In 2008, Pamela Ruegg, University of Wisconsin veterinarian and milk-quality specialist, and a multi-state research team received funding from the USDA to identify management factors that influence dairy herd health and milk quality on organic dairy farms. The team consists of researchers from Cornell University, Oregon State University and the University of Wisconsin….hence Project C.O.W.

To date, the project has collected data on animal disease, diagnostic methods and treatment, and herd health management on 200 organic and 100 conventional dairy farms located in Wisconsin, New York and Oregon. Analyses from the preliminary data provide new information about the perception of disease, treatment strategies and the role of veterinarians on organic dairy farms. To read these preliminary papers, click here.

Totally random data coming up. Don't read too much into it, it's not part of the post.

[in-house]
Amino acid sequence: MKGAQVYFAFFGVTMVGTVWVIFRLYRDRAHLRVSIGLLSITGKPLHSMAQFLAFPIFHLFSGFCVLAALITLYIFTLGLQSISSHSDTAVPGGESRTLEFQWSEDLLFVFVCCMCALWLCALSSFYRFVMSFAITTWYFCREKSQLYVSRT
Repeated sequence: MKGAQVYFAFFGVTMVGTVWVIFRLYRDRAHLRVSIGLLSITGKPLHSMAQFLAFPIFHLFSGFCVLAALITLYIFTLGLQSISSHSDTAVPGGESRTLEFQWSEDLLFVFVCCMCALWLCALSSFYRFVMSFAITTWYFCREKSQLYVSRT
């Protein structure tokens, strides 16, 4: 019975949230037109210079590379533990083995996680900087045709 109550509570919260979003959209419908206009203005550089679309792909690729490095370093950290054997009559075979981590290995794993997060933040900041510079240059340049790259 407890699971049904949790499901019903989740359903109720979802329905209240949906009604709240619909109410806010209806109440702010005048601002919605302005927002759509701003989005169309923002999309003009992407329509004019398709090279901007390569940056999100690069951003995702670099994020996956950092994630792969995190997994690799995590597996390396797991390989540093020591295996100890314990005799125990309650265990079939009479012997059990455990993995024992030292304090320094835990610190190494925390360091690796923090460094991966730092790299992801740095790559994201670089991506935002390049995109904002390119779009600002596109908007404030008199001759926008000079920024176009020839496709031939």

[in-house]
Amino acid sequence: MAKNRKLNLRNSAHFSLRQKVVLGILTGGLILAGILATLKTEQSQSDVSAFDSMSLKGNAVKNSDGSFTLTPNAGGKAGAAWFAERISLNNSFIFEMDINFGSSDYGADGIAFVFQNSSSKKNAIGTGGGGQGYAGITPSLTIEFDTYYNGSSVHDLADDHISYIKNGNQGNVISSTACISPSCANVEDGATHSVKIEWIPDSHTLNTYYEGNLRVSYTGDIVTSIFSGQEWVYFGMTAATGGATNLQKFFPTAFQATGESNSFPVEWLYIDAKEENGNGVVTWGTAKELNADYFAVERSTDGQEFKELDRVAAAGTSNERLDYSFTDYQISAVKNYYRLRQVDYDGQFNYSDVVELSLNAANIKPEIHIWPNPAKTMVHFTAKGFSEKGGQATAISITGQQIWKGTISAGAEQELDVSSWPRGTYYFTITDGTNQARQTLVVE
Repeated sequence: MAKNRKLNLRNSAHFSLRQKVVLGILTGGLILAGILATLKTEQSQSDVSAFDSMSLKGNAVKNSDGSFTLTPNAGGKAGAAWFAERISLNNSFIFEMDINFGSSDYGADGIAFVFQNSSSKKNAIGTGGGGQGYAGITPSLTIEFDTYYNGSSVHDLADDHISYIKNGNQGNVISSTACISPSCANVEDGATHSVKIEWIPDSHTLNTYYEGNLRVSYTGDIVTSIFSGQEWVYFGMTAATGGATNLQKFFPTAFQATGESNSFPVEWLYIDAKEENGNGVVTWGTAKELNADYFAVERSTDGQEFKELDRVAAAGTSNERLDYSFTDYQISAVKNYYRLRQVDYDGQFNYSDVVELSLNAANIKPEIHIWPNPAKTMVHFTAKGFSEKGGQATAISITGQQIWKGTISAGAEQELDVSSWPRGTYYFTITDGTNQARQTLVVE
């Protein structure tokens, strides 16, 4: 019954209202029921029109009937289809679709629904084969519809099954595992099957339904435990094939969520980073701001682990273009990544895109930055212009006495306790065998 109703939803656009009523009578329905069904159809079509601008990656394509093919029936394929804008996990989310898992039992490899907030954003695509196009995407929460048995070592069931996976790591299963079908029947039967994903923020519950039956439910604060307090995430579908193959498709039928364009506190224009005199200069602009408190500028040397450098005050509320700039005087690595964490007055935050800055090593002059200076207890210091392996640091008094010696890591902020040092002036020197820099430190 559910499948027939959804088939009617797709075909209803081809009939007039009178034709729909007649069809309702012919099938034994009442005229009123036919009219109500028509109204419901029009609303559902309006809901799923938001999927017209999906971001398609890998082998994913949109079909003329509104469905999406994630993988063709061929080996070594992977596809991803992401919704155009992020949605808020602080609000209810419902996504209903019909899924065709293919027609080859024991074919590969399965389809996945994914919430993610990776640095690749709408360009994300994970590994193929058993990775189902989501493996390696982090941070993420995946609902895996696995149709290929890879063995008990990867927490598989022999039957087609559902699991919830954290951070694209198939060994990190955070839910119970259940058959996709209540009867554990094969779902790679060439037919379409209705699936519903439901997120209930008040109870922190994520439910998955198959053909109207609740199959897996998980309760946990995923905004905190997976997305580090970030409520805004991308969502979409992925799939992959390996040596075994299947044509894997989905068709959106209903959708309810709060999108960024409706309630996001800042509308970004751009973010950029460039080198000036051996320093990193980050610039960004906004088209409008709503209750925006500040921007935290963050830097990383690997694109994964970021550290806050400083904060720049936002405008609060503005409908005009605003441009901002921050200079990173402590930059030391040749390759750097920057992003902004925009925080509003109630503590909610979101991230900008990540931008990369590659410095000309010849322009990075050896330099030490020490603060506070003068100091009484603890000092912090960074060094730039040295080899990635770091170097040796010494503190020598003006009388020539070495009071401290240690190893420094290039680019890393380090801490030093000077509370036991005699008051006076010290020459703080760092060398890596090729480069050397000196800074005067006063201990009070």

Dairy management factors, such as disease recognition and treatment, can influence herd well-being and net farm income. By identifying indicators of animal health and milk quality, performance benchmark reports for participating organic dairy farms will be created. The peer benchmarking approach can help organic farmers identify areas of strengths and weaknesses on their individual farms and set performance goals, such as improved diagnosis of future health-related problems. The need for cost-effective, preventative, health management programs exists for organic producers at large, especially for those transitioning from conventional systems.

The results of Project C.O.W. will be used to develop and disseminate information and extension recommendations consistent with optimizing herd well-being and maximizing the profitability of organic milk production. In addition, an Advisory Board will be created to assure continued guidance and expertise. More resources will be available soon.

Source: University of Wisconsin Milk Quality Web site